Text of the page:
A Beirut court dismissed a case involving a transgender woman, applying a previous ruling which claimed that homosexuality is not unnatural.
A Lebanese court has ruled that it really is ok to be gay. The historic ruling stated that same-sex relations are not "contradicting the laws of nature" and cannot therefore be considered a crime. Judge Naji El Dahdah, of Jdeide Court, Beirut, threw out a case brought against unnamed transgender woman accused by the state of having "same sex relationship with a man."
However, the judge rejected the case based on accepting a previous ruling by the Lebanese NGO, Legal Agenda and Helem, which claimed that homosexuality was not unnatural and therefore not illegal under Lebanese law. The country's penal code prohibits having sexual relations that are "contradicting the laws of nature," which is punishable by up to a year in prison.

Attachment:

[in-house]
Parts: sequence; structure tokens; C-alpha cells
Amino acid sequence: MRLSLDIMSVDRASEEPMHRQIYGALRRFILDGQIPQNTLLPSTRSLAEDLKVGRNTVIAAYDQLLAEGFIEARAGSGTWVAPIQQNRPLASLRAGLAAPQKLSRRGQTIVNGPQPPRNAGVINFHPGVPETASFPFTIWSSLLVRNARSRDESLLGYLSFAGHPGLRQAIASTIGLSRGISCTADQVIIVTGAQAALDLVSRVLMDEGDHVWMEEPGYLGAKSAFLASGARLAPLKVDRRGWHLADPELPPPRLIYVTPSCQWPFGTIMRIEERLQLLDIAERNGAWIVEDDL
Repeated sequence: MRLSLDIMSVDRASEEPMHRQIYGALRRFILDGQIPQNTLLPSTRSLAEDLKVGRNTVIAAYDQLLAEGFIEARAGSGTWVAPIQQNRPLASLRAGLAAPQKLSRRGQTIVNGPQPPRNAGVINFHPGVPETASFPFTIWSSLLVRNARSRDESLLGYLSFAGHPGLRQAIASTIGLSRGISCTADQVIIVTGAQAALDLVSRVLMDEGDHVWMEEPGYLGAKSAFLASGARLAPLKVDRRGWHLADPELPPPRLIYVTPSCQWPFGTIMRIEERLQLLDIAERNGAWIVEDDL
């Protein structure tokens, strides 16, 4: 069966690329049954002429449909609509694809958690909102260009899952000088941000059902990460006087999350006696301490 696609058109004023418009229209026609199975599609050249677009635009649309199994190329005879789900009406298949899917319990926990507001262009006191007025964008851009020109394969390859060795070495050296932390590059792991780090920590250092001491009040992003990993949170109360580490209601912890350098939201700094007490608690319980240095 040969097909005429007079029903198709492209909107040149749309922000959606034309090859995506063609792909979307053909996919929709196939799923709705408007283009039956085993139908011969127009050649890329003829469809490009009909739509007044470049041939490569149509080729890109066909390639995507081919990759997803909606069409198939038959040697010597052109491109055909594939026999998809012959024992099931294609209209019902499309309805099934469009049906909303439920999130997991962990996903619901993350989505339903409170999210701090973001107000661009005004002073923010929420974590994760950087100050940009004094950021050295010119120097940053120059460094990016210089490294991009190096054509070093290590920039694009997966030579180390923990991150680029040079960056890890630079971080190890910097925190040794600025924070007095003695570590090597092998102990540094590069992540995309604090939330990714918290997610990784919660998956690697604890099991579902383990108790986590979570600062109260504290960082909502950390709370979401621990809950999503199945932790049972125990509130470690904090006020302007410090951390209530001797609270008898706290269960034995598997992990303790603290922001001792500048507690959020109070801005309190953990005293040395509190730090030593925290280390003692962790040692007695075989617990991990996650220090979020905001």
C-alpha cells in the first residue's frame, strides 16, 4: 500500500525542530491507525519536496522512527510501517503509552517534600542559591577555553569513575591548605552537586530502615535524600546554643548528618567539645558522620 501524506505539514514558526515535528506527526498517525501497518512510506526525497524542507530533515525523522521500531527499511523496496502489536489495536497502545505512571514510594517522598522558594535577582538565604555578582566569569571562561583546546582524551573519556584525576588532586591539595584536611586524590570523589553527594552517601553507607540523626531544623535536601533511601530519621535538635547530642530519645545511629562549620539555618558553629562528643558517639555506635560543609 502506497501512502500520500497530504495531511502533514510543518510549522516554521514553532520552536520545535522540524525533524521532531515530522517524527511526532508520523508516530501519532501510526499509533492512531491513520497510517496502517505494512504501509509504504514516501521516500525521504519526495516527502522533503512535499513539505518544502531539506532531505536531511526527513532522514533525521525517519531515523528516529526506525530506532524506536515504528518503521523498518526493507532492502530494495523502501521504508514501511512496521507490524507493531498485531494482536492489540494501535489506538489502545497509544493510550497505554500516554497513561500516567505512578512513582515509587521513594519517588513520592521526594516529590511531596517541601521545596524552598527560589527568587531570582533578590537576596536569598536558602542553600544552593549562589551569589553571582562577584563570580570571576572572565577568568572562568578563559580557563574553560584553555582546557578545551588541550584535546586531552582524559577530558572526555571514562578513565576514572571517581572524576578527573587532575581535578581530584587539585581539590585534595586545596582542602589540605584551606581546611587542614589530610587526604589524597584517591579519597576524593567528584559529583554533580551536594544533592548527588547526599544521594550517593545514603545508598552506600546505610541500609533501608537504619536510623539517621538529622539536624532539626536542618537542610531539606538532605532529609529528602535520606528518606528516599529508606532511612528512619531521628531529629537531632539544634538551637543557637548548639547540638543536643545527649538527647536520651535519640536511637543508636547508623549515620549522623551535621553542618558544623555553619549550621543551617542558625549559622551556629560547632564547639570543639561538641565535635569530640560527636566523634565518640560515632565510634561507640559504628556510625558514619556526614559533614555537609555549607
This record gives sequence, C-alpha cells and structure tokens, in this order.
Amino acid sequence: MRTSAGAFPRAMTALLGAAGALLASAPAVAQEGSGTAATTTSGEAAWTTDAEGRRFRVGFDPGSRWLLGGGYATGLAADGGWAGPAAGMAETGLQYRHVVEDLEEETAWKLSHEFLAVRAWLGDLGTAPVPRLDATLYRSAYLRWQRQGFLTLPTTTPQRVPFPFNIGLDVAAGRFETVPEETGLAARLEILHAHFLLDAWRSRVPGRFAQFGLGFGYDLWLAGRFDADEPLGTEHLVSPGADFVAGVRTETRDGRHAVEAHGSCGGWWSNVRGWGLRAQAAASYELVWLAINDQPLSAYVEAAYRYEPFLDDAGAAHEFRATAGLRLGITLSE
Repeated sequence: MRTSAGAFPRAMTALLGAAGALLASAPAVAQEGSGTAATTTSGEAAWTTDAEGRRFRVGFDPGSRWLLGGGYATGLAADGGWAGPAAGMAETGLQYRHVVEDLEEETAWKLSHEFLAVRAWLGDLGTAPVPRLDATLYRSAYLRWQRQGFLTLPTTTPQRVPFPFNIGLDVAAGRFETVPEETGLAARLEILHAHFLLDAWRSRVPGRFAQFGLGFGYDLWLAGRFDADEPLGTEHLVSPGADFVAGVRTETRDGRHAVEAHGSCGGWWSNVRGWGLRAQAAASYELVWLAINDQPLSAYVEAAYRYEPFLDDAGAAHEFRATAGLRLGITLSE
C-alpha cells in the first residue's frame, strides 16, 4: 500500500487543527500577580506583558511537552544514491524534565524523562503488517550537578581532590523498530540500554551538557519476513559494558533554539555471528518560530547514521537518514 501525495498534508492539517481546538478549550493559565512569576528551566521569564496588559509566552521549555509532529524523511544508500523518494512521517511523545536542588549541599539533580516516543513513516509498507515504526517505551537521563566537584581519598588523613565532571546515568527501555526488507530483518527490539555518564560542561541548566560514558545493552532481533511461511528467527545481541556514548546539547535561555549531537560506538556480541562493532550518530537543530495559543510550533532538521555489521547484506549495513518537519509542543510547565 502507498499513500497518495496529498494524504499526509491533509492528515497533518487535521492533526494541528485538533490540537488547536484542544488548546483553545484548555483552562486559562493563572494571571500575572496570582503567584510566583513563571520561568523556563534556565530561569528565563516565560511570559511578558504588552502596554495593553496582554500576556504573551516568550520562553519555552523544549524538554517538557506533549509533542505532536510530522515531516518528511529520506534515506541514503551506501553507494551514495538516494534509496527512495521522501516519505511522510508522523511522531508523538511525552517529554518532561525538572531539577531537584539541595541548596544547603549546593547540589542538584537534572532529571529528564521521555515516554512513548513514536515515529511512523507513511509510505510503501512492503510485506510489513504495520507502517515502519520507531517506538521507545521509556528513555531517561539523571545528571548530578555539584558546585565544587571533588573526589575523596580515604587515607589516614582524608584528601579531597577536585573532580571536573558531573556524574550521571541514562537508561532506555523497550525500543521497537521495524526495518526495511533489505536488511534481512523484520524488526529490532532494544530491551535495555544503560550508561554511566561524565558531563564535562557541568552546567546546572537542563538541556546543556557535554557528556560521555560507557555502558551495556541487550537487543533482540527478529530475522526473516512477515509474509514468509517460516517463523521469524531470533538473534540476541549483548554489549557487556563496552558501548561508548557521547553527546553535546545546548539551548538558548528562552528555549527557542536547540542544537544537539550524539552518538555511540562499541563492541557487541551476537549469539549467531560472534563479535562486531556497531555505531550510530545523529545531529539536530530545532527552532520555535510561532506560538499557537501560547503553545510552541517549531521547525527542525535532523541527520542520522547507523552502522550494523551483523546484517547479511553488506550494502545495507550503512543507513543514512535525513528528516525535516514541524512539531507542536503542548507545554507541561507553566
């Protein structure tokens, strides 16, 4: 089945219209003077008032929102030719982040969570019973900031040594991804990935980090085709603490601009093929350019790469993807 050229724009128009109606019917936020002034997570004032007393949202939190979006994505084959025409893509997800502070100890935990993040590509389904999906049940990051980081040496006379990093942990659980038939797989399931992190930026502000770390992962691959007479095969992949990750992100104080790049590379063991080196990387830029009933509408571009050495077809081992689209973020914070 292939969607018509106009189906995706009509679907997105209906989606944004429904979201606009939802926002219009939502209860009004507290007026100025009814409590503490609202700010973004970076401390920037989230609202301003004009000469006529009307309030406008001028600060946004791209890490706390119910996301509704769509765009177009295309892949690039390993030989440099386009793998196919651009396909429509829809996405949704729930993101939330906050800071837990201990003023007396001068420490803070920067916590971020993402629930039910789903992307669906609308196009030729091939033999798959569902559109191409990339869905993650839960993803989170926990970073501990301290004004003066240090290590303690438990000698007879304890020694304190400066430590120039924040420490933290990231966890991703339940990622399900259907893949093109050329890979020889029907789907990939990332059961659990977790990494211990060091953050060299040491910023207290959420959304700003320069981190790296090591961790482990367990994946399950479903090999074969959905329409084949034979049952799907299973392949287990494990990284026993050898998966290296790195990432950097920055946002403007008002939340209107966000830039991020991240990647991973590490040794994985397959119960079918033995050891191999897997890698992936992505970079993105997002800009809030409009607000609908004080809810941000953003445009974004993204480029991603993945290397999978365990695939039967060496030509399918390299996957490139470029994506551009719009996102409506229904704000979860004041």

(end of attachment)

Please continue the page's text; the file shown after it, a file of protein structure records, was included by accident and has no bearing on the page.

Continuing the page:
In 2009, the Lebanon-based LGBT organisation Helem successfully mounted a legal campaign that resulted in a Lebanese judge in Batroun ruling against the use of article 534 to prosecute LGBT people. Meanwhile, last year the Lebanese Psychiatric Society (LPS) ruled that homosexuality is not a mental disorder and does not need to be treated.
And some believe that the ruling could pave the way for similar policies in other Arab states. Arab Foundation for Freedoms and Equality director Georges Azzi said: "Hopefully it can be replicated in other Arab states which have similar legislation, but it is up to the judges to work with previous rulings and documentation."